- The Washington Times - Thursday, February 28, 2002

The nation's cash-strapped governors were in Washington this week, hat in hand, looking for money to pay for skyrocketing Medicaid bills, welfare reform costs and more road building. But many said they were worried about a far bigger, life and death issue: homeland defense.

What these governors wanted to know was this: After four terrorist attack alerts and a new, ominous warning from the Central Intelligence Agency chief that future attacks are more than likely, why isn't Congress moving more quickly on President Bush's $38 billion request for homeland security funding?

When Tom Ridge, head of the White House Homeland Security Office, finished briefing the governors Monday on his four-point plan to build a nationwide homeland defense apparatus, Connecticut Gov. John Rowland, chairman of the Republican Governors Association, put one question to him:

"Where is the sense of urgency in Congress" to get this money to the states that need to implement plans now for an eventuality that could come anywhere and at any time?

Mr. Ridge sidestepped any criticism of congressional appropriators, insisting "Congress is taking this very seriously." But there are no signals from Capitol Hill that it is. The House earlier this month took up campaign financing, a policy issue that does not even make the top 50 issues in voter surveys. The Senate, virtually paralyzed by Democratic gridlock, has been spinning its wheels with a business-as-usual attitude.

Incredibly, the president's fiscal 2003 request nearly $4 billion of which will go to the states is being treated like all other spending bills in a snails' pace appropriation process that can take months.

A day of interviews with nearly a dozen governors found them especially disturbed by all this, revealing that the tragic lessons of September 11 were not far from their minds.

All said their treasuries were depleted as a result of the economic slump. All said preparations to safeguard their citizens from terrorist attacks were going to cost a lot of money. All of them said the country could not afford to wait until the money is processed through the usual legislative and executive branch pipelines, which could take a year. Then the money must be run through the state legislative pipelines to get down to what Mr. Ridge calls "the first responders" at the local level.

"The terrorists aren't going to wait until the appropriations process is completed before attacking us again," one governor told me.

Many governors said homeland defense funding should be accelerated on an emergency, fast-track schedule ahead of all other pending legislation.

"It should be an emergency appropriations or an emergency supplemental process. Congress should run with it. We've already had four alerts. We can't afford to sit around waiting for the appropriations committees to act. We don't have time," Mr. Rowland said.

"Ask Americans what is more important to them right now, the campaign finance reform bill or homeland defense? It should be first things first," he said.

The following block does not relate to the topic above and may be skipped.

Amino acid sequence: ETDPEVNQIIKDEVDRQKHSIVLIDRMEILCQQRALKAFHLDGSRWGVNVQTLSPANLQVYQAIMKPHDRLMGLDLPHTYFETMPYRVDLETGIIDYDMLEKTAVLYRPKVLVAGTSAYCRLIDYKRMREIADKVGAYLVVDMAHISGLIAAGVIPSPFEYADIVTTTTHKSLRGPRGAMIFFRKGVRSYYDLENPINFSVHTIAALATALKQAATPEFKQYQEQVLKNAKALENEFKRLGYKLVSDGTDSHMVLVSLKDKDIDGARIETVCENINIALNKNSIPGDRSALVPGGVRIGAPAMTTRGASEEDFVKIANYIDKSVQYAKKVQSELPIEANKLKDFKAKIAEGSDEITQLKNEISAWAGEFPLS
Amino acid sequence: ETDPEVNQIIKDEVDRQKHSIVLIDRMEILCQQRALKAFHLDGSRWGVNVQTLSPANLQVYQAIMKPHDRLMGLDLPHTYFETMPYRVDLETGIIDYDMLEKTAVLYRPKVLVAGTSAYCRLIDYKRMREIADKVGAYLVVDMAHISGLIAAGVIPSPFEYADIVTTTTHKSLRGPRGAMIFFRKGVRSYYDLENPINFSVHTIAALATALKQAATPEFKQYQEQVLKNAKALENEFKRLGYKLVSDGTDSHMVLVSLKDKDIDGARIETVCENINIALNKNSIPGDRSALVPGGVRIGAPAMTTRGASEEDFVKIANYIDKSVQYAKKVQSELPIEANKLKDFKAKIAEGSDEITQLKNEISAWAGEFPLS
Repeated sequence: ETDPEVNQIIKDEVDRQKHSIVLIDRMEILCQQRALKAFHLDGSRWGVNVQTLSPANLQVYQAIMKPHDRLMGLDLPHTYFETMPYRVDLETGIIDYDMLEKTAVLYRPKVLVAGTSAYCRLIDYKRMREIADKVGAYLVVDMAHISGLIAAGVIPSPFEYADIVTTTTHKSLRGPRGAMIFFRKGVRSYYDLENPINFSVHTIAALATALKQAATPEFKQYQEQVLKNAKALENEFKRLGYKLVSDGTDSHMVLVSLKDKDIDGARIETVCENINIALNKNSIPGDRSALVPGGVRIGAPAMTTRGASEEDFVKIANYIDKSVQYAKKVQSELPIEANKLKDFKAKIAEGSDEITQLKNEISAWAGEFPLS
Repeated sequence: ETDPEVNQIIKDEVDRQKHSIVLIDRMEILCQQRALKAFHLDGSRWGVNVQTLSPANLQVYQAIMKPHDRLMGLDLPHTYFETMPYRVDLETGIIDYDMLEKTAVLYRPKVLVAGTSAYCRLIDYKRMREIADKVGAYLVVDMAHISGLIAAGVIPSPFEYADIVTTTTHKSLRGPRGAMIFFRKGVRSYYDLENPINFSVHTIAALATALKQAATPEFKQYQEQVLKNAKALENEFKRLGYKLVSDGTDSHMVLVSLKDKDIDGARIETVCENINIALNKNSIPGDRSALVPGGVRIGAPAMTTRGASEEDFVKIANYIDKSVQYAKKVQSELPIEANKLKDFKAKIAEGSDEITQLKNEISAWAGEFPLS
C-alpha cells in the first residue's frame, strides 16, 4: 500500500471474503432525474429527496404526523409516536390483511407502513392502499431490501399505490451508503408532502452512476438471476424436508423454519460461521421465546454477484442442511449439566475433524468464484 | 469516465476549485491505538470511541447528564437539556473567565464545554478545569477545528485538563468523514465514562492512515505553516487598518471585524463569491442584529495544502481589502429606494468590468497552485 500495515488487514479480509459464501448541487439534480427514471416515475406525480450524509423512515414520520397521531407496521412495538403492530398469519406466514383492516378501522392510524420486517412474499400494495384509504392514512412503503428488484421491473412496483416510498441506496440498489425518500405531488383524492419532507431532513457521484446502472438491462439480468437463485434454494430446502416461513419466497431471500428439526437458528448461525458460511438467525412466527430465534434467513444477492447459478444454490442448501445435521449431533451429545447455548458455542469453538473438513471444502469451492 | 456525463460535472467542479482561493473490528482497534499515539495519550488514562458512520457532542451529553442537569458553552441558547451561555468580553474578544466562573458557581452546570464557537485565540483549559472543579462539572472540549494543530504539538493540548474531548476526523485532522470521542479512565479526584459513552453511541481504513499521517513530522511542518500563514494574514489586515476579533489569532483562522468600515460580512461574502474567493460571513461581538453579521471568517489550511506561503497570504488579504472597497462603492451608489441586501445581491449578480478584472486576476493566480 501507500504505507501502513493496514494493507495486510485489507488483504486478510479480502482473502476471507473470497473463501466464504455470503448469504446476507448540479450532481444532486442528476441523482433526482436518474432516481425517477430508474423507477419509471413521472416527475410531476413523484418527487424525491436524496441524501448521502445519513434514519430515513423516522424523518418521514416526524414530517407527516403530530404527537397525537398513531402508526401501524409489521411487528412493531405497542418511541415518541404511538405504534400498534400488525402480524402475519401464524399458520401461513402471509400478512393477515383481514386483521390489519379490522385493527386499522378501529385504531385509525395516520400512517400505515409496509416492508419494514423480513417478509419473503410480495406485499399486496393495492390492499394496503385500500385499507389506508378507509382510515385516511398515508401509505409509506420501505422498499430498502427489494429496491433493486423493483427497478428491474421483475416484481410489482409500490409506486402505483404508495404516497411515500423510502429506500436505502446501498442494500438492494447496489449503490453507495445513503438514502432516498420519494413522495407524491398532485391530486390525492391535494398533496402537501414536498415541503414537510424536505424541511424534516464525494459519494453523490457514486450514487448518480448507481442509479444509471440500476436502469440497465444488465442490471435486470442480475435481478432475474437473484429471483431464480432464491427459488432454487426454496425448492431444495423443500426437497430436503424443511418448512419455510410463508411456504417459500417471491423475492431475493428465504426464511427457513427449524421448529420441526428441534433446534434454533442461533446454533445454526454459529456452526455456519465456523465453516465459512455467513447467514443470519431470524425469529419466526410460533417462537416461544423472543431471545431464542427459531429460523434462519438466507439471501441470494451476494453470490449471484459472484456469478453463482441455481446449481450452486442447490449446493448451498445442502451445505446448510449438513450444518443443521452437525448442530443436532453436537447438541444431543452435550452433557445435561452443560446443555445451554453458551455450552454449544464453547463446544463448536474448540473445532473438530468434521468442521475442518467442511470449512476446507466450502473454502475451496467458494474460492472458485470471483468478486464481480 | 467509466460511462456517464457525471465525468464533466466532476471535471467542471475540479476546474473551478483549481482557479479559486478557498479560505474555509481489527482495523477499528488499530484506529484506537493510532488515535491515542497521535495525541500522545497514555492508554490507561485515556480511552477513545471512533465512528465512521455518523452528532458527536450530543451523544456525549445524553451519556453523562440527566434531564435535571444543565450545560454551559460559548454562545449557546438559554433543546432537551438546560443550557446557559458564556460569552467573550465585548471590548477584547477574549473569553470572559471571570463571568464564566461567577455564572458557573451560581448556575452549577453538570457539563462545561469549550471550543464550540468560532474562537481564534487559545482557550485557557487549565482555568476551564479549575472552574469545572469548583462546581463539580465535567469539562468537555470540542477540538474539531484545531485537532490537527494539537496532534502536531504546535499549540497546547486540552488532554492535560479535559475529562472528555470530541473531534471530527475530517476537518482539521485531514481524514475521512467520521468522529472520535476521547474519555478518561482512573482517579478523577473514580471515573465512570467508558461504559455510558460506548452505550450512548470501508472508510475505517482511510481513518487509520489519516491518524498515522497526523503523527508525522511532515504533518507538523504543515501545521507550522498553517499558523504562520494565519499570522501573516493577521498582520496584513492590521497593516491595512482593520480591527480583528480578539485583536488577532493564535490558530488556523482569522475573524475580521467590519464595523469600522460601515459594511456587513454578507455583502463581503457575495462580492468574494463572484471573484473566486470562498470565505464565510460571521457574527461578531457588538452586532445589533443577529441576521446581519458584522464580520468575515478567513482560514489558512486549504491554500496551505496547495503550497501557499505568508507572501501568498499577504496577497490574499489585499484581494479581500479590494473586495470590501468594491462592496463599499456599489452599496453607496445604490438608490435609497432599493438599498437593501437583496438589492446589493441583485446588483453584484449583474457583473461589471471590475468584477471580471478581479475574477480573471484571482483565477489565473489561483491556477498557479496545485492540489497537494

Michigan Gov. John Engler, chairman of the National Governors Association, said: "The states would welcome prompt action on this. There's nothing that says that the Congress has to wait until the president's entire budget is passed.

"Given the past practices on the budget, the governors may not get their money for more than a year if all goes according to normal schedule. That's a long time to wait," Mr. Engler said. He wants homeland defense to be put on "a faster track."

The president's brother, Florida Gov. Jeb Bush, said, "Washington should make it a higher priority."

Virginia's new Democratic Gov. Mark Warner, noting that his was "one of the states attacked on 9-11," said Congress should "speed the process up."

Many governors in both parties said they had plans on the drawing board to beef up communications systems and other security programs to better respond to terrorist attacks or to prevent them from happening. "We need to take the precautionary steps now so that there is never another 9-11," said Republican Gov. Dirk Kempthorne of Idaho. "The sooner the better" said Gov Tony Knowles of Alaska, a Democrat.

The chilling briefing the governors heard from Donald Henderson, the new chief of the Office of Public Health Preparedness, only served to heighten their concerns and their impatience. "It is the biological weapons that worry us the most," Mt. Henderson said. "We have people out there with the ability to make large quantities of [weapons grade] anthrax. We have been very complacent" about this, he added.

What worries these governors is that Congress seems to have grown complacent about what needs to be done next. The spectacle of acting first on Arizona Republican Sen. John McCain's campaign finance reform bill which will double the amount of money these guys can rake in for their campaigns is sickening.

Homeland defense funding needs to be put on a legislative fast track and sent to the president as quickly as possible. What are they waiting for? Another attack?


Donald Lambro, chief political correspondent for The Washington Times, is a nationally syndicated columnist.


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